On the eve of the 2016 election, Trump held his final pre-election rally in Grand Rapids, MI, a state so solidly blue that Hillary Clinton didn’t even bother to add it to her campaign schedule. One of the largest factors in Michigan being a blue state, is the union influence on blue collar workers, and of course, massive donations from union bosses to Democrat candidates.

After Trump’s final rally in Grand Rapids, MI, Patty from 100 Percent Fed Up caught up with Terry Bowman, a UAW member who’s worked on the assembly line at Ford Motor Company for 20 years. Bowman predicted that union workers in Michigan and other key states were planning to vote for the pro- manufacturing jobs candidate, President Trump. Bowman claims that union officials were spending “hundreds of millions to shove Hillary Clinton down our throats,” saying the “rank and file workers are rejecting” the union leaders demands that they support the Democrat candidate. Bowman said that in his “twenty years of working for Ford” he has “never witnessed” union workers openly supporting a Republican candidate for President. He also predicted Trump would take Michigan, a blue state that hasn’t elected a Republican President since Ronald Reagan. Everything he said turned out to be true.



Since he was elected, President Trump has proven over and over again that he’s a champion for the blue-collar worker, putting their jobs before relationships with CEO’s of large corportations.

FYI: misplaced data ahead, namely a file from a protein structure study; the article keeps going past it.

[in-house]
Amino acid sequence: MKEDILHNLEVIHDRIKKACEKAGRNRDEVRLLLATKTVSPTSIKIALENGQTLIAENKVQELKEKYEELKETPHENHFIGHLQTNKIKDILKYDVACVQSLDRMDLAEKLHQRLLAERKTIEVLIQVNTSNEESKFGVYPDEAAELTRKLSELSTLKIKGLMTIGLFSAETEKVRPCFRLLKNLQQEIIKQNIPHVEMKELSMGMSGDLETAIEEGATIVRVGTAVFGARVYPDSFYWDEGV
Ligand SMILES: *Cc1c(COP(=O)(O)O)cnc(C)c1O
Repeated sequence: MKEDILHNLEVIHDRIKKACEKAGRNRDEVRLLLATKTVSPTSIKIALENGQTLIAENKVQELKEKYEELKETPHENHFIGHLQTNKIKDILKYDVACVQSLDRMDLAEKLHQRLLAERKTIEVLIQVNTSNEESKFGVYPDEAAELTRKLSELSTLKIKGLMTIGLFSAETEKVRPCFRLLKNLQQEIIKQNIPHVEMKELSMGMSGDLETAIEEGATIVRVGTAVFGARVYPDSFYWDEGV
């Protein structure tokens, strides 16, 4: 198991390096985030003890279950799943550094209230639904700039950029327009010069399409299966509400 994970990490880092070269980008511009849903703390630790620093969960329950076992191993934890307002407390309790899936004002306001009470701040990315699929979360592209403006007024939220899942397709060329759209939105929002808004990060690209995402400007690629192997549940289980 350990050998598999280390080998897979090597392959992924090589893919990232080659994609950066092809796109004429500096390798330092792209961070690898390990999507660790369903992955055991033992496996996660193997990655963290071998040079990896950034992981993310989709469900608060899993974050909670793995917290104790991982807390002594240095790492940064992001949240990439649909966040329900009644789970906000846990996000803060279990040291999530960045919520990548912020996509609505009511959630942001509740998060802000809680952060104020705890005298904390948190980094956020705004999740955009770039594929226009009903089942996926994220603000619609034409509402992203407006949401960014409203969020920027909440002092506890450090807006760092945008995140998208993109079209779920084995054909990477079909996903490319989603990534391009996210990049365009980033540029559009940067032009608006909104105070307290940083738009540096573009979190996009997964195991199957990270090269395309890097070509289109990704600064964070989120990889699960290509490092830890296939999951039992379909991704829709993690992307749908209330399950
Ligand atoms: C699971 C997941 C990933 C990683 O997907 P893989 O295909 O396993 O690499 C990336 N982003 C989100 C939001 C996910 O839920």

Last november, General Motors announced plans to cut 15,000 jobs and close manufacturing sites in Lordstown as well as Detroit-Hamtramck, Mich., and Oshawa, Ontario, Canada. It also announced at the time that it planned to close auto parts factories in Warren, Mich., and White Marsh, Md.

President Trump immediately called out GM and their CEO Mary Barra on her decision to shut down the Lordstown, Ohio plant in a series of tweets:

The Washington Post traveled to the Lordstown plant in Ohio to discuss the issue of the plant closing.  Plant workers told the anti-Trump media that they were in shock over GM’s decision to close the plant. One of the orkers said he just hopes “Trump will do something.” Another worker who told the Washington Post that she doesn’t think anything can be done to save the jobs.


Only two months later, President Trump announced on Twitter that General Motors is selling their Lordstown plant to Workhouse Group, Inc., an electric truck and drone maker. Trump announced that the purchase of the former GM plant would bring 450 new jobs back to the area devastated by GM’s decision to shut down the Ohio plant.

GREAT NEWS FOR OHIO! Just spoke to Mary Barra, CEO of General Motors, who informed me that, subject to a UAW agreement etc., GM will be selling their beautiful Lordstown Plant to Workhorse, where they plan to build Electric Trucks. GM will also be spending $700,000,000 in Ohio…

….in 3 separate locations, creating another 450 jobs. I have been working nicely with GM to get this done. Thank you to Mary B, your GREAT Governor, and Senator Rob Portman. With all the car companies coming back, and much more, THE USA IS BOOMING!

Jobs for blue collar workers were never a priority for Barack Obama and Joe Biden. They had more pressing issues like starting race wars and spreading hatred towards our law enforcement officers.

Six months ago, Forbes wrote a great piece that outlined how President Trump is saving the manufacturing industry, as he fights to keep jobs in America.

The Great Recession officially ended in June 2009, six months into former President Obama’s first term. The economy continued to shed jobs until the following March. Manufacturing was particularly hard hit, with almost 2.3 million manufacturing jobs—some 1 in 6—lost between January 2008 and March 2010.